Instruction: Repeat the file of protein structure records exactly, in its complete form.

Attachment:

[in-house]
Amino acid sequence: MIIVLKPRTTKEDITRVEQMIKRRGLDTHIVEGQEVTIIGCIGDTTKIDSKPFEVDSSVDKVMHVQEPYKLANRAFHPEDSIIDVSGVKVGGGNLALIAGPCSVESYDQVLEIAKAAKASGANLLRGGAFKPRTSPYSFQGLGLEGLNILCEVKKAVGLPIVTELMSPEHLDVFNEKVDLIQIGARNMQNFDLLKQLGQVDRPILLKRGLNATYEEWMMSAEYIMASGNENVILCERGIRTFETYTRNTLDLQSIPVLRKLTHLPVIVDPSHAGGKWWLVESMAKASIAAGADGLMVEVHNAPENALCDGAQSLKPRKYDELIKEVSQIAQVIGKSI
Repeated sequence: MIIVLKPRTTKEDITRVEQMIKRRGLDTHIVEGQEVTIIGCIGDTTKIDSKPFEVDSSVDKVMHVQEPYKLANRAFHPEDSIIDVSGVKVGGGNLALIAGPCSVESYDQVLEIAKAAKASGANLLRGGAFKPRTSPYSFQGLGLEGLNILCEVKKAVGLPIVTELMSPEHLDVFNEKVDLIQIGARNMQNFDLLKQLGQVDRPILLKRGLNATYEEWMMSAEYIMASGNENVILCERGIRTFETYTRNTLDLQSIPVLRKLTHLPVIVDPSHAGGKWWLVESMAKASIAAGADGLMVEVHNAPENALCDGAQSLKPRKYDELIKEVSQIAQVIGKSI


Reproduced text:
[in-house]
Amino acid sequence: MIIVLKPRTTKEDITRVEQMIKRRGLDTHIVEGQEVTIIGCIGDTTKIDSKPFEVDSSVDKVMHVQEPYKLANRAFHPEDSIIDVSGVKVGGGNLALIAGPCSVESYDQVLEIAKAAKASGANLLRGGAFKPRTSPYSFQGLGLEGLNILCEVKKAVGLPIVTELMSPEHLDVFNEKVDLIQIGARNMQNFDLLKQLGQVDRPILLKRGLNATYEEWMMSAEYIMASGNENVILCERGIRTFETYTRNTLDLQSIPVLRKLTHLPVIVDPSHAGGKWWLVESMAKASIAAGADGLMVEVHNAPENALCDGAQSLKPRKYDELIKEVSQIAQVIGKSI
Repeated sequence: MIIVLKPRTTKEDITRVEQMIKRRGLDTHIVEGQEVTIIGCIGDTTKIDSKPFEVDSSVDKVMHVQEPYKLANRAFHPEDSIIDVSGVKVGGGNLALIAGPCSVESYDQVLEIAKAAKASGANLLRGGAFKPRTSPYSFQGLGLEGLNILCEVKKAVGLPIVTELMSPEHLDVFNEKVDLIQIGARNMQNFDLLKQLGQVDRPILLKRGLNATYEEWMMSAEYIMASGNENVILCERGIRTFETYTRNTLDLQSIPVLRKLTHLPVIVDPSHAGGKWWLVESMAKASIAAGADGLMVEVHNAPENALCDGAQSLKPRKYDELIKEVSQIAQVIGKSI